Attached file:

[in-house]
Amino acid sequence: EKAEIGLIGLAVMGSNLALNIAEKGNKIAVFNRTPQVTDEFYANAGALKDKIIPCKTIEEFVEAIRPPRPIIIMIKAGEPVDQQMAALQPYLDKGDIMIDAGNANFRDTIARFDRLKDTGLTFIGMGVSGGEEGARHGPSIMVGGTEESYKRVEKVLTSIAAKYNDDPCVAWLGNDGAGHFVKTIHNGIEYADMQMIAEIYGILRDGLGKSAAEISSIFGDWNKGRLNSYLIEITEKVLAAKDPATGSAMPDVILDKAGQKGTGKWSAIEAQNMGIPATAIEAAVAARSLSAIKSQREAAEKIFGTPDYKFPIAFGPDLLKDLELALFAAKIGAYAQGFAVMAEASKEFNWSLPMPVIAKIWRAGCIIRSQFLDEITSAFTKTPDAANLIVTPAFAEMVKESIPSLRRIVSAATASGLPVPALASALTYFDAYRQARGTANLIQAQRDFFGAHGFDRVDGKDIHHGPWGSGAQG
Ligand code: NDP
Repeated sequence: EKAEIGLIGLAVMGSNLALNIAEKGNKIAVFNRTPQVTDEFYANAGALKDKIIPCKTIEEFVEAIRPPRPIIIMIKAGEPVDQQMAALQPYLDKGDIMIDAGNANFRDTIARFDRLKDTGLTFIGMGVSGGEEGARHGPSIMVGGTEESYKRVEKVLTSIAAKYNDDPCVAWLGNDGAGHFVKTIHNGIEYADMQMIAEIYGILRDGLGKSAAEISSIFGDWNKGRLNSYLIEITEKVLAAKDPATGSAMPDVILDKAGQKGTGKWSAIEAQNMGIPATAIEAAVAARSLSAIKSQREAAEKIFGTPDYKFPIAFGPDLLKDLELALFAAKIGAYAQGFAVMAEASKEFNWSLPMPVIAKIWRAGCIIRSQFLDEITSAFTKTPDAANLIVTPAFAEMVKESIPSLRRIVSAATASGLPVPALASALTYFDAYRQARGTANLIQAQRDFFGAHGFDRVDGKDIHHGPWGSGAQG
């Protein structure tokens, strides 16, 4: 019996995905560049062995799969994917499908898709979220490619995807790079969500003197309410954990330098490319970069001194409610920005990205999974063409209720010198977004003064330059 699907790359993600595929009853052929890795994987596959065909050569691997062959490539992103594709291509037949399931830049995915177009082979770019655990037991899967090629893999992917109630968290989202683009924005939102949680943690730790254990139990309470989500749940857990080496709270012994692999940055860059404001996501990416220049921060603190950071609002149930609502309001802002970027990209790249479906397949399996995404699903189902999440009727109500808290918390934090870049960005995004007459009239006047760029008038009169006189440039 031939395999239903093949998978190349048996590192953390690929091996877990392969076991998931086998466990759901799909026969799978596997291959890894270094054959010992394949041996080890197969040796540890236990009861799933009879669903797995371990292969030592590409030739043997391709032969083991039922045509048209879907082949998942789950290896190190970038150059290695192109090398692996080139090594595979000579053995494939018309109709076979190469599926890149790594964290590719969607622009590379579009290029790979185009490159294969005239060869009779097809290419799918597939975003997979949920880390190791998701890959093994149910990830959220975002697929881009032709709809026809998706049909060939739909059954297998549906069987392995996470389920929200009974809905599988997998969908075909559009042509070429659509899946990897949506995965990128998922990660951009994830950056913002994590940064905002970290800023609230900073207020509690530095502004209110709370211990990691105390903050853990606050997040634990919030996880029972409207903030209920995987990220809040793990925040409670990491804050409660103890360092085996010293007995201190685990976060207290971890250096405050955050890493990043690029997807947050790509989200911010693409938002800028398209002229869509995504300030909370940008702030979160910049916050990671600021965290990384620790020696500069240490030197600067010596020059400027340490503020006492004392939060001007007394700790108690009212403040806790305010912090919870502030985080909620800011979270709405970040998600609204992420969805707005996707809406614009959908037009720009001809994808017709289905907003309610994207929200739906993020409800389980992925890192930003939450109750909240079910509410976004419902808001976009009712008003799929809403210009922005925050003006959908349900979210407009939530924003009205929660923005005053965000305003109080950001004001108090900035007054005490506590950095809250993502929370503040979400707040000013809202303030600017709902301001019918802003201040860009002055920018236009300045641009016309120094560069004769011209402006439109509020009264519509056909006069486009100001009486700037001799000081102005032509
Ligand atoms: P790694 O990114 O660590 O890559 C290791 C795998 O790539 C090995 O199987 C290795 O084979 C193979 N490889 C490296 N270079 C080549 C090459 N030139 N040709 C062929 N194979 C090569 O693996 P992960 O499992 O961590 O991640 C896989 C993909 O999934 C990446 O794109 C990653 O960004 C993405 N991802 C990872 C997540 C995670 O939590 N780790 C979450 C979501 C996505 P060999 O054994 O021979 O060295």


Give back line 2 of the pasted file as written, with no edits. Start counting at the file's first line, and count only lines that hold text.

Amino acid sequence: EKAEIGLIGLAVMGSNLALNIAEKGNKIAVFNRTPQVTDEFYANAGALKDKIIPCKTIEEFVEAIRPPRPIIIMIKAGEPVDQQMAALQPYLDKGDIMIDAGNANFRDTIARFDRLKDTGLTFIGMGVSGGEEGARHGPSIMVGGTEESYKRVEKVLTSIAAKYNDDPCVAWLGNDGAGHFVKTIHNGIEYADMQMIAEIYGILRDGLGKSAAEISSIFGDWNKGRLNSYLIEITEKVLAAKDPATGSAMPDVILDKAGQKGTGKWSAIEAQNMGIPATAIEAAVAARSLSAIKSQREAAEKIFGTPDYKFPIAFGPDLLKDLELALFAAKIGAYAQGFAVMAEASKEFNWSLPMPVIAKIWRAGCIIRSQFLDEITSAFTKTPDAANLIVTPAFAEMVKESIPSLRRIVSAATASGLPVPALASALTYFDAYRQARGTANLIQAQRDFFGAHGFDRVDGKDIHHGPWGSGAQG